The Curran Account: Free of the Troika. Now what?
MICHAEL Noonan described it as a "red letter" day. As Ireland passed its final bailout test, we knew the last Troika cheque was in the post.
We are free to exit the programme in December. The Government didn't want to be too triumphant about it during the week, but felt the need to mark their achievement with a few choice phrases, like "historic day".
Sovereignty may have been restored, on paper, but we have to ask what it actually means, given what we have signed up for. The end of the Troika gives us the freedom to borrow from whomever we like, or at least whomever we can. It doesn't seem like much of a freedom.
The Troika will continue with two visits a year until we have paid back all its money sometime around 2023. And who knows, if things don't go to plan – they may be back.
The Troika might at least be praised for keeping us afloat. It lent the Irish State money at interest rates that it couldn't have got elsewhere. But what is the legacy of the last three years?
* Debt, debt and more debt: When the Troika arrived, our national debt was €144bn and counting. It is now around €200bn. The State must find €9bn a year in interest payments, and that is before we even pay a single nurse's salary. Our debt to GDP ratio is around 123 per cent and will only have fallen to 95 per cent by 2021 – and that's if things go according to plan.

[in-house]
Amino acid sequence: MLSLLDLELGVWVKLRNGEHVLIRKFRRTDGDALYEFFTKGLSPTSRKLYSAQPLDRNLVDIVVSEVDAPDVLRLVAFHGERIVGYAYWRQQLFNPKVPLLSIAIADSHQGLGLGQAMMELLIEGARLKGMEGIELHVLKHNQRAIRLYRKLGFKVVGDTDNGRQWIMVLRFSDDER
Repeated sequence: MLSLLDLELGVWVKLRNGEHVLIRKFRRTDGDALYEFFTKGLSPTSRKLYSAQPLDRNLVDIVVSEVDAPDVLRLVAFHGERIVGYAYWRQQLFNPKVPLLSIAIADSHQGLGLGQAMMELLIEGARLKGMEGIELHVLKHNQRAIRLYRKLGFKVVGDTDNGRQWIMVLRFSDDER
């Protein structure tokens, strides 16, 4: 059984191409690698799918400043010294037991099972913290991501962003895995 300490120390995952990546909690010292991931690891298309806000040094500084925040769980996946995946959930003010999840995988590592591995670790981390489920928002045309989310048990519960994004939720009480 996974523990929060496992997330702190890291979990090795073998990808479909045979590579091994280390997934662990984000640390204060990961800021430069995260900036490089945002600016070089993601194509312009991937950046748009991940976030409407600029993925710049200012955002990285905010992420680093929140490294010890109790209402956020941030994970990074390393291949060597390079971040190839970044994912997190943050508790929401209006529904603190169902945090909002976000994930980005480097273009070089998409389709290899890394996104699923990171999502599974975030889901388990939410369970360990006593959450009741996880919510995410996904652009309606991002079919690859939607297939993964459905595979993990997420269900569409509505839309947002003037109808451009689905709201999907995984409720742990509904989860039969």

* Austerity: The Troika presence forced the Government to sign up to a timetable for correcting the public finances. We would have had to reduce it anyway, but the deal dictated the pace.
Perhaps we never would have made it at all, if it was left to Irish governments on their own to introduce the cuts that were required. The Government made tough decisions and managed to avoid Greek-style street chaos. But it failed to get a Greek-style debt write-off.
* Lack of reform: A great opportunity was lost to reform many aspects of the economy and the State. Even the hard-nosed IMF had to keep pushing the Government to address things that would be beneficial to Irish citizens in need, such as tackling unemployment and mortgage arrears. The "cold, faceless" IMF were the ones kicking the Government to slash its medicines bill, where the State was paying up to 25 times more for certain drugs than in Britain. Reductions have been made – but the Troika believes a lot more should have been done. The IMF also wanted to see vested interests tackled with greater reforms, such as in the legal profession.
* Privatisation – what privatisation? Having committed to sell down a load of State assets, the only thing that has been sold is the National Lottery licence. Part of Bord Gais is in the process of being sold, but not done. The State still owns its Aer Lingus stake. No real change there.
* Mortgage arrears – the worst is still to come: The Troika kept getting on to the Government and the Central Bank to force banks to deal with the mortgage crisis. Progress has been slow and the really difficult part of cleaning up the mess is only just beginning. Six and a half years after house prices began to fall, five years after the bank guarantee and three-and-a-half years after recapitalising the banks, mortgage arrears solutions are just getting going.